Harvard Library unhappy with Google Books settlement

Pleasantly surprised that a university library would take a public stand on such things, from the Harvard Crimson by way of an article on GBS settlement reactions in Library Journal.

University spokesman John D. Longbrake said that HUL’s [Harvard University Library] participation in the scanning of copyright materials was contingent on the outcome of the settlement between Google and the publishers.

Harvard might still take part in the project, Longbrake said, if the settlement between Google and publishers contains more “reasonable terms” for the University.

In a letter released to library staff, University Library Director Robert C. Darnton ’60 said that uncertainties in the settlement made it impossible for HUL to participate.

“As we understand it, the settlement contains too many potential limitations on access to and use of the books by members of the higher education community and by patrons of public libraries,” Darnton wrote.

Of course, Library Journal notes:

It was unclear at press time what Harvard’s non-participation means in practice, since it is not a party to the actual settlement or the lawsuit. Harvard, however, was one of Google’s original five partners in the library scan plan.

I wonder this too. No longer be a “fully participating library”? Although wait, Harvard probably doesn’t have the right to digital copies in the first place, so they’re not even a ‘fully participating library’ already, and lack the special rights for ‘fully participating library’ in the settlement, right? (Those original libraries haven’t been able to re-negotiate, have they?)  No wonder they’re unhappy.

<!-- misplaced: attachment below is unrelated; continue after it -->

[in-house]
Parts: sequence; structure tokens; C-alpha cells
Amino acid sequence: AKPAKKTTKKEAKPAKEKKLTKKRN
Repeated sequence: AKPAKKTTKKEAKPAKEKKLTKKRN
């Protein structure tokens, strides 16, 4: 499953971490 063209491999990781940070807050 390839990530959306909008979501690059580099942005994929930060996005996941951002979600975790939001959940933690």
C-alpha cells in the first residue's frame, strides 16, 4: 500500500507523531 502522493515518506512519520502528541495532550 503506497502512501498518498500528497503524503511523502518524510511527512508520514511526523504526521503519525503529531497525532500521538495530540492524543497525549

But, I guess, maybe I was too optimistic when I expressed pleasant surprise that a library would make such a public opinion known, the Crimson notes that this statement was just in a “a letter released to library staff.” (Nice actual journalism from the Crimson.  Apparently someone at the Crimson cared enough to actually consult some sources in the library.)

3 thoughts on “Harvard Library unhappy with Google Books settlement

  1. “Fully Participating Library” is a capitalized phrase defined in the settlement agreement. At its core, the definition applies to an institution that loans its books to Google for scanning (or provides scanned copies of books to Google) and receives the Library Digital Copy (another defined term) from Google. This is contrasted with a “Public Domain Library” — an institution that only loans books in the public domain for scanning and “agree[s] to delete any digital copies of Books received from Google.”

    The settlement also defines “Cooperating Libraries” as those that loan their books to Google, do not get Library Digital Copies, and “must delete any digital copies of Books received from Google.” There is also a definition for “Other Libraries” — these libraries do not agree to be in one of the other classifications above and “no claims are released with respect to any uses of digital copies by Other Libraries.”

  2. Peter: It was my understanding that the initial Google partners did NOT, as part of their agreement, get a Library Digital Copy back from Google, and thus were perhaps not “Fully Participating Libraries,” but instead “Cooperating Libraries”. And that Harvard thus might be relegated to “Cooperating Library” status.

    But maybe I misunderstand what’s going on? It is confusing.

  3. I think that because Harvard was only giving public domain books to start with, they would probably fall under that more restrictive characterization now. But it is probably a matter of renegotiation between Google and the original library partners as how they will be categorized. (I haven’t found anything in the agreement yet that puts specific libraries in particular categories. There is just a list of “Approved Libraries” as Appendix G of the full settlement.

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